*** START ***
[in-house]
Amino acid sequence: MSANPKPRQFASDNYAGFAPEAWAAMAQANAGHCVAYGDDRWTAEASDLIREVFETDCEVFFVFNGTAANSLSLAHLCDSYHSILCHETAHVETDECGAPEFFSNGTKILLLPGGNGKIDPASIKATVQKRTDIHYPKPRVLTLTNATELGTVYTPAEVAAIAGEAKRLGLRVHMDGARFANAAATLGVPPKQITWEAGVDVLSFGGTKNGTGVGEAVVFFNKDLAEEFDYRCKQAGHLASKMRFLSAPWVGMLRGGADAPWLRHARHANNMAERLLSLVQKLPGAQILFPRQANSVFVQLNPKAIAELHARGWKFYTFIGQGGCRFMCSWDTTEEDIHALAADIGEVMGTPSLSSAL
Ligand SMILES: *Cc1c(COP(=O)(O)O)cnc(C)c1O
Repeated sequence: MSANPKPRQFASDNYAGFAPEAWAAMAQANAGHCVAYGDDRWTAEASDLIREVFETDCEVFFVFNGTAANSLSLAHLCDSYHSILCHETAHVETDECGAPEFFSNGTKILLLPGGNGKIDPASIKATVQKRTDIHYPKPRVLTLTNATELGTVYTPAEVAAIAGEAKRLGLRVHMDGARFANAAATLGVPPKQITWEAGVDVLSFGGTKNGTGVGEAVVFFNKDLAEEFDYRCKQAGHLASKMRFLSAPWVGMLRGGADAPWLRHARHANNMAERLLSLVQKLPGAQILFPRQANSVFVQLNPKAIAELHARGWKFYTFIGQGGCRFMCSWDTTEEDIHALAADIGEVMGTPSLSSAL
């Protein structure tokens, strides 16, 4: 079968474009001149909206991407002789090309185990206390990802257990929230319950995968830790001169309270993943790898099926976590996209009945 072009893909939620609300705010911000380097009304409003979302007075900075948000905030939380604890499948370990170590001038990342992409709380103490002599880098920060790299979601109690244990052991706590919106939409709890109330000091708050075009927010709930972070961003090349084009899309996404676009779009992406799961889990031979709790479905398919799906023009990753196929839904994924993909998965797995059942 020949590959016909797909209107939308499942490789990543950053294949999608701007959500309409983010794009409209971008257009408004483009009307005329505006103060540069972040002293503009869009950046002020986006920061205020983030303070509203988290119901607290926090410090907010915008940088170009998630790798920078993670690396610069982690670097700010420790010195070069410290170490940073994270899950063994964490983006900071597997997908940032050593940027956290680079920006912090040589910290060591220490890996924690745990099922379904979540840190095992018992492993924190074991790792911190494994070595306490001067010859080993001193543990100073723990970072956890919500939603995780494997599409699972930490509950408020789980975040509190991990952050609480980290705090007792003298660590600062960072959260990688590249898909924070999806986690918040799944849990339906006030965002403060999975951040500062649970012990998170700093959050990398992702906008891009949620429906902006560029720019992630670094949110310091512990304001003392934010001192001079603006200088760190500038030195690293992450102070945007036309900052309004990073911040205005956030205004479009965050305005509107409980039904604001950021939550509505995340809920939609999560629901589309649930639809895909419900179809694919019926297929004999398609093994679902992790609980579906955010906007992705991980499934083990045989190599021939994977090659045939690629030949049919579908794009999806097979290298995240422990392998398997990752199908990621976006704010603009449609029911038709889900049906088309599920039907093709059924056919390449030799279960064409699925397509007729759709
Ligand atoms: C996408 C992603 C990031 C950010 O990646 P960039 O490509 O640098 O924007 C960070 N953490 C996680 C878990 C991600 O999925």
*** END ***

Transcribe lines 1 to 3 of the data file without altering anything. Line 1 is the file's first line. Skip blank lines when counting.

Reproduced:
[in-house]
Amino acid sequence: MSANPKPRQFASDNYAGFAPEAWAAMAQANAGHCVAYGDDRWTAEASDLIREVFETDCEVFFVFNGTAANSLSLAHLCDSYHSILCHETAHVETDECGAPEFFSNGTKILLLPGGNGKIDPASIKATVQKRTDIHYPKPRVLTLTNATELGTVYTPAEVAAIAGEAKRLGLRVHMDGARFANAAATLGVPPKQITWEAGVDVLSFGGTKNGTGVGEAVVFFNKDLAEEFDYRCKQAGHLASKMRFLSAPWVGMLRGGADAPWLRHARHANNMAERLLSLVQKLPGAQILFPRQANSVFVQLNPKAIAELHARGWKFYTFIGQGGCRFMCSWDTTEEDIHALAADIGEVMGTPSLSSAL
Ligand SMILES: *Cc1c(COP(=O)(O)O)cnc(C)c1O